Members gather to organize, discuss, plan, learn and celebrate. View events most recent at top. Scroll down to view past events.
ARTA’s May 12, 2021, meeting featured entertainer Daylin James of Roblin, Manitoba, Canada, an international performing artist who came to us through the magic of Zoom! Daylin performed “Bits of Broadway,” a show he crafted featuring well-known songs from popular Broadway musicals, most of them featuring some small costume change to help him be in character. He opened the show with the upbeat “Oh, What a Beautiful Morning” from “Oklahoma,” continuing with 13 others from musicals such as “Guys and Dolls,” ”Man of La Mancha,” “Hello Dolly,” [singing in voice imitation of both Louis Armstrong and Carol Channing], “Les Miserables,” and others, including the four pictured below.
Taking a step away from his basement studio stage, Daylin returned as old Tevye from “Fiddler on the Roof,” singing “If I Were a Rich Man.” During the question/answer period afterward, he explained that this was among his hardest songs to sing because of the variation in tonal quality for an old man, plus the beard sometimes slips down or hairs get in his mouth!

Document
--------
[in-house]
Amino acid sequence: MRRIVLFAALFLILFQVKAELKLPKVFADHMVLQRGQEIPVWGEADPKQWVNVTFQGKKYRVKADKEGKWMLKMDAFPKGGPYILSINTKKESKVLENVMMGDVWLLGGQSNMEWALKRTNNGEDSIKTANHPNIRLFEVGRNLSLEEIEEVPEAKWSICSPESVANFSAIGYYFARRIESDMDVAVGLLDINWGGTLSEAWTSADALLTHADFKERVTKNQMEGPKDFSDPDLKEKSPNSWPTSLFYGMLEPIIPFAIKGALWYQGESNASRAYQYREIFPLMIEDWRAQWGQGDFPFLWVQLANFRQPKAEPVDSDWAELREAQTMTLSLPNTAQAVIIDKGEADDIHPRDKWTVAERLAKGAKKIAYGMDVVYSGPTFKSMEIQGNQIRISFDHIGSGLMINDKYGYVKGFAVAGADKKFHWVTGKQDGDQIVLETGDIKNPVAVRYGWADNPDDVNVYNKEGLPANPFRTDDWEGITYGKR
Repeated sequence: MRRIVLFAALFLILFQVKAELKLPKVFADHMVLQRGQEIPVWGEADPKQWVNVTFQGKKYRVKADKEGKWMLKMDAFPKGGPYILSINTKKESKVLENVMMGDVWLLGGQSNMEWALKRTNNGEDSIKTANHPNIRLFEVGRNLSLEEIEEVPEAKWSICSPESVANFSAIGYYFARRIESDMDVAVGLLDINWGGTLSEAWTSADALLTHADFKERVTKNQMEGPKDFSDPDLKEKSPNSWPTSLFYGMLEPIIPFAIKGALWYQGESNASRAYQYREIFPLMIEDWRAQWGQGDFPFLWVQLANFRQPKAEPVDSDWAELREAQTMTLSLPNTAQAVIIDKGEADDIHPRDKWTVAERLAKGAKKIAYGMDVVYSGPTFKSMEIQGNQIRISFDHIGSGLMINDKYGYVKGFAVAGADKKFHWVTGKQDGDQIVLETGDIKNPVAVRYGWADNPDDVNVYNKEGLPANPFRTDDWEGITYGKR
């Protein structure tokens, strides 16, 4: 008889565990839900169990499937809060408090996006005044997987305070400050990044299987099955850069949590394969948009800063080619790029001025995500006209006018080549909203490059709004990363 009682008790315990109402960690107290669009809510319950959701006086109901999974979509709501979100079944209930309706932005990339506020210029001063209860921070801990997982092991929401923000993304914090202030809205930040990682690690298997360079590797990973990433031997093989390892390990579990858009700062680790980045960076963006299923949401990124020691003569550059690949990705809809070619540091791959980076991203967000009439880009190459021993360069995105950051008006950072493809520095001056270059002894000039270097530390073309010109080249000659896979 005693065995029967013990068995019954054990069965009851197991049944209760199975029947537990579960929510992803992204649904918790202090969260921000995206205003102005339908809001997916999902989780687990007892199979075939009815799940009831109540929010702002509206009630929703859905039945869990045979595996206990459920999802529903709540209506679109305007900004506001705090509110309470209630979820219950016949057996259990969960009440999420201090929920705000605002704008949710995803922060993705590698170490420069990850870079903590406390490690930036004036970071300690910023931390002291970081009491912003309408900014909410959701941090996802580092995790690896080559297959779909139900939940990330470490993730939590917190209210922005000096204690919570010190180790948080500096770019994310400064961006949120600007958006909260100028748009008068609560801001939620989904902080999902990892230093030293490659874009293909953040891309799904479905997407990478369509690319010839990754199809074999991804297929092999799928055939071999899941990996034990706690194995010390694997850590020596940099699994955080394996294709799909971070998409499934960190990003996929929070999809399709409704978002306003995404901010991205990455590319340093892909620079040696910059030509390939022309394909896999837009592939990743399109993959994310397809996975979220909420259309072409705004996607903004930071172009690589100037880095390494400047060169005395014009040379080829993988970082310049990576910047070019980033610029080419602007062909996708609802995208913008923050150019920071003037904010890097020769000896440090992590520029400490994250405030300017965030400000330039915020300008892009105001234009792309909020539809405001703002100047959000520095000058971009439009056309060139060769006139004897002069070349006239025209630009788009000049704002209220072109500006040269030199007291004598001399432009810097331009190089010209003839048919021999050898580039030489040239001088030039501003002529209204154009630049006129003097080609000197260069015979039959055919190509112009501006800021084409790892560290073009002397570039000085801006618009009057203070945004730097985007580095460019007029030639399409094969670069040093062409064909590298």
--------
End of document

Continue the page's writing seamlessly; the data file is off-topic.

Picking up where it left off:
Doffing the beard, Daylin returned looking like “himself” as he did the lively “Honeybun” from “South Pacific.” He had earlier done another “South Pacific” tune, “This Nearly Was Mine.”
The most impressive staging was with the title song from “Phantom of the Opera,” in which Daylin appeared in full costume and mask, with stage effects of fog as well as candles and a picture of “Christine,” in lieu of the real heroine.
Daylin ended the program with two upbeat numbers from “Grease” — “Sandy” and “Greased Lightning,” the latter pictured here. Then his “walk-off” song was another from the same show, “We Go Together.” However, he returned for questions and answers, giving all a chance to know him better.
Next up below Chris Urquiaga December of 2020.
Chris Urquiaga, Singer-songwriter, composer, pianist, producer and Strathmore Artist-in-Residence, 2016-17, returned on December 9 to once again bring us holiday cheer. Popularly known as JChris, Chris performed an excellent program filled with seasonal selections and many of his delightful compositions. During the program he seemed to be in the same room with each of us, definitely one of the joys of meeting via Zoom! Before and after the program, we chatted with Chris and each other, though Chris was in New York City and we were scattered throughout Virginia and the U.S. After the program, Chris responded to our queries about his music and eloquently shared his views on the important role of the arts in our lives. It was a wonderful day!
For more music and information, visit Chris’s excellent website at jchrisofficial.com
Thanks to Judy Jankowski for sharing her photos.